paralysis by mechanisms similar to local anesthetics”.

Kava Numbs Your Mouth

These local anesthetic qualities mean that when you drink
kava or take kava pills, you may experience a numbing
sensation in the mouth. This can make it difficult to eat and
drink for several hours after consuming kava.

Avoid Kava When Taking Antipsychotic Drugs

Kava may trigger “acute dystonic reactions” – spasms in
the neck and the eyes that are often caused by anti-
psychotic drugs.

As kava can produce these effects or amplify an existing
condition, it should not be taken by people using anti-
psychotic drugs according to a 1995 letter written by
Schelosky L, Raffauf C, Jendroska K, et al in the Journal of
Neurology, Neurosurgery and Psychiatry.

Kava Can Cause Intoxication

Don’t think you can drink a lot of kava tea then get behind
the wheel to drive.

High doses of kava cause inebriation, according to a 2003
study by researchers at the Mental Health Research
Institute of Victoria, Australia, and can lead to a “driving-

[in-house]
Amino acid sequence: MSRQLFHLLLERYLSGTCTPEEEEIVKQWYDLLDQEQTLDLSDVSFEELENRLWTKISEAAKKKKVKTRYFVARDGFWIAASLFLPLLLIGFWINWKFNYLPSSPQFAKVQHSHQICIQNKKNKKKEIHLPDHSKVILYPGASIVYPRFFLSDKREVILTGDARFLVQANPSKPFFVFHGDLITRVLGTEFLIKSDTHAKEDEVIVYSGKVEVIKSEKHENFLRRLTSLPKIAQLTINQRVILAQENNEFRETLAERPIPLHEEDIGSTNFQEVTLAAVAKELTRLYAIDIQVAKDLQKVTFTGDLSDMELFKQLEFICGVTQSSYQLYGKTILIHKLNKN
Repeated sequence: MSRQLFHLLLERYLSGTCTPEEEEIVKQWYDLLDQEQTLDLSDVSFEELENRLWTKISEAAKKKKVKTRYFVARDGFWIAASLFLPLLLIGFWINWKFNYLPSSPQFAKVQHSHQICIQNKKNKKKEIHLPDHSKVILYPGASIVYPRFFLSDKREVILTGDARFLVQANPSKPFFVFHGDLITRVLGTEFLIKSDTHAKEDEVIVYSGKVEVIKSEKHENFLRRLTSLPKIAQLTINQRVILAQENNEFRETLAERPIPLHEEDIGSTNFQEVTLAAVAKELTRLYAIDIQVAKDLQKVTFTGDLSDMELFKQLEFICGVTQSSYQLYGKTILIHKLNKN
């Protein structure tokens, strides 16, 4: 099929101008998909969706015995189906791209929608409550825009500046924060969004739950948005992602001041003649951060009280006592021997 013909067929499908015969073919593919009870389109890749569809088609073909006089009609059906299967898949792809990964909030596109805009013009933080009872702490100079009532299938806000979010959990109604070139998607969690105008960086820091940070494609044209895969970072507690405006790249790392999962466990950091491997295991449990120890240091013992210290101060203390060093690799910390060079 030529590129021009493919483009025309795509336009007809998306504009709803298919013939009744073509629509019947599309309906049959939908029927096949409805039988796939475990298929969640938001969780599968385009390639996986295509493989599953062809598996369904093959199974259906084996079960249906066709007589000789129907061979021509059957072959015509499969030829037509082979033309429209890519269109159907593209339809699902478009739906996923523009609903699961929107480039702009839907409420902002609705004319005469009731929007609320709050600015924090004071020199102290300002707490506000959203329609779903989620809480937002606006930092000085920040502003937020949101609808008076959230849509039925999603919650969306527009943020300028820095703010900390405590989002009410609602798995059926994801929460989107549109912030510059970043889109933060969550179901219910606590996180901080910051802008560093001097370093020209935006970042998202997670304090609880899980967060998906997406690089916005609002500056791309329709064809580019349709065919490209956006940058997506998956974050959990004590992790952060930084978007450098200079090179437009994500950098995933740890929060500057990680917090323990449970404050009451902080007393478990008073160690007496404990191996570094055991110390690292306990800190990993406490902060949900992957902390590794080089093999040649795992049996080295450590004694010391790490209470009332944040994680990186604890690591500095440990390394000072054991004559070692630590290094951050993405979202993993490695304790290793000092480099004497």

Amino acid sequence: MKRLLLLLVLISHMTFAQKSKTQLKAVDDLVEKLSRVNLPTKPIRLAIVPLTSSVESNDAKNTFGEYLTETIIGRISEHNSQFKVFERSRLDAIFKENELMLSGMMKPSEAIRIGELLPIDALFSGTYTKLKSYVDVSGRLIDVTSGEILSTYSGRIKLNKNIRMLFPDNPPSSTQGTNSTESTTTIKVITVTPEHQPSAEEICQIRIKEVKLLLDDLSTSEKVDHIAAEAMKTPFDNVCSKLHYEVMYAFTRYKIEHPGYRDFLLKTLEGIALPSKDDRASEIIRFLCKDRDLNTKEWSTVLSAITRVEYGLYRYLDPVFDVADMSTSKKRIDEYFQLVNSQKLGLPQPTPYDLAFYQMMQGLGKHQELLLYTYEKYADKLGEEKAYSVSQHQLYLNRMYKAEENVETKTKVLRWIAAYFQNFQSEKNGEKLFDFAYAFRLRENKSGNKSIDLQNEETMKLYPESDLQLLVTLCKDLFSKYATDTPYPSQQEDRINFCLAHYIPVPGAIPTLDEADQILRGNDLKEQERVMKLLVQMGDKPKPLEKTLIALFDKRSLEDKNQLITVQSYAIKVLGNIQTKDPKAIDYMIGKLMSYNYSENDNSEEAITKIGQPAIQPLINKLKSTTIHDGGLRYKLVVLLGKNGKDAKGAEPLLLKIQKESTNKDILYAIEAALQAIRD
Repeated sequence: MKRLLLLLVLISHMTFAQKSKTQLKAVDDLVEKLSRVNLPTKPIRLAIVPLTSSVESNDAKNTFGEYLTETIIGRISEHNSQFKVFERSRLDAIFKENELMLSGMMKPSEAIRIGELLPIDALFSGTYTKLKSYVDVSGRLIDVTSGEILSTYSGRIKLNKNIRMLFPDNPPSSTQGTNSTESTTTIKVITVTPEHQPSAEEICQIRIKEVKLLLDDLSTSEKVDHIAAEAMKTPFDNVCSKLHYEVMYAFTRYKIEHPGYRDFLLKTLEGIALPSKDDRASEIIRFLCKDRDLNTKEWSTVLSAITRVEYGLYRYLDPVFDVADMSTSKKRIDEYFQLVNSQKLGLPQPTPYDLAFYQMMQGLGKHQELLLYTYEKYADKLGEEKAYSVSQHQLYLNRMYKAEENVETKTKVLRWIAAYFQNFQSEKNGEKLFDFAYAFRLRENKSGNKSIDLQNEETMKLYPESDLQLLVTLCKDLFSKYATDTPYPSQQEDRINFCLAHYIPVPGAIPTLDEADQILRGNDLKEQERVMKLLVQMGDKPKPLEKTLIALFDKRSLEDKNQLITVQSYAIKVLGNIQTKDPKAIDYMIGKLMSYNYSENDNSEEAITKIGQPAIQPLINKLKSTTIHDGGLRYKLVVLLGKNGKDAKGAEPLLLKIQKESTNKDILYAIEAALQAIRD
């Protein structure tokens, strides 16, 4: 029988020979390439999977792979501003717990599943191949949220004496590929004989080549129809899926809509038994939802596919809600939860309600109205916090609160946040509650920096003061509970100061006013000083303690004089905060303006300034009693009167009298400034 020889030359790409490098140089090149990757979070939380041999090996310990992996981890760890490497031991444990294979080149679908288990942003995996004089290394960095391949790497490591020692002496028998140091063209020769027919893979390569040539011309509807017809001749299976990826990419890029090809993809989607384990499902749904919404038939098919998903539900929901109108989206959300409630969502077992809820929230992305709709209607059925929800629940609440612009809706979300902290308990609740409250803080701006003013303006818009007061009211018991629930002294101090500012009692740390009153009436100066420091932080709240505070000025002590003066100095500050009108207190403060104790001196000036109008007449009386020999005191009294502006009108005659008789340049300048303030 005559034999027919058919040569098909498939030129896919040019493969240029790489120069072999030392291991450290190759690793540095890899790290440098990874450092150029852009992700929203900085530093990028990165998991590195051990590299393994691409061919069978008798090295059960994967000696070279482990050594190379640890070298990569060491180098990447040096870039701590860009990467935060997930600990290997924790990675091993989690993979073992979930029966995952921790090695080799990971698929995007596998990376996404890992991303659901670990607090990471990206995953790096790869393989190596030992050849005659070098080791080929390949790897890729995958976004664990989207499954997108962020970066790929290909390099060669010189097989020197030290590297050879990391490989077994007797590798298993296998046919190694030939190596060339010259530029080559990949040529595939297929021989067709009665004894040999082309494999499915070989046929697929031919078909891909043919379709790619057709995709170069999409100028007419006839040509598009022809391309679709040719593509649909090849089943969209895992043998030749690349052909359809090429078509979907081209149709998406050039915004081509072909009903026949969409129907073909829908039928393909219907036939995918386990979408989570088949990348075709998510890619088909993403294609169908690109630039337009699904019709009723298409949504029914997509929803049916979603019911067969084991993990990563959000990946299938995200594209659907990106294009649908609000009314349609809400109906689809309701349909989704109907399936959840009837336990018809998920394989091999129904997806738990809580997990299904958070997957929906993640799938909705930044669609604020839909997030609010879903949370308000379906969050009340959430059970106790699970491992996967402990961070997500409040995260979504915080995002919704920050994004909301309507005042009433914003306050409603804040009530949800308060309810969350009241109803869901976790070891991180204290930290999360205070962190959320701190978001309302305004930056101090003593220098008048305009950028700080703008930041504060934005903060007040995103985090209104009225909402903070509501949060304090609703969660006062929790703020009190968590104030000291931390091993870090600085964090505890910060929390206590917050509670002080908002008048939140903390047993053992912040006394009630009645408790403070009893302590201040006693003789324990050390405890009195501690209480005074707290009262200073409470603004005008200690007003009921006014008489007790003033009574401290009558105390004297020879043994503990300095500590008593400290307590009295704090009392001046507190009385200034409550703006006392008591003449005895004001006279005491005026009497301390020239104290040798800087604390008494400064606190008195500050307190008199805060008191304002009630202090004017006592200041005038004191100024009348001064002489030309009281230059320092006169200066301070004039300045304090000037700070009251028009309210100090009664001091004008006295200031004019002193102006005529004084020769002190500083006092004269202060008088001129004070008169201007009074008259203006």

under-the-influence” citation.

Do not operate machinery if you take kava.

Kava Can Increase the Effect of Sedative Drugs

A case report by Almeida JC, Grimsley EW in the Annals of
Internal Medicine, 1996, indicates that kava can increase
the effects of sedative drugs.

If you take any drugs that depress your mental function,
such as drugs used for Parkinson’s disease for example,
then you need to avoid kava as it can cause significant
problems with movement.

Drinking Kava Results in Skin Damage

One of the commonly reported side effects of kava is a so-
called “kava dermatitis” which is a scaly, flaky, dry rash on
the skin. Other people taking kava also report ulcer-like
skin lesions that are yellow or white, and are commonly
called “crocodile skin” or “kani kani” by Pacific Islanders.

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Kava can make you relaxed but it can
also cause paralysis and liver damage,
scientists have discovered..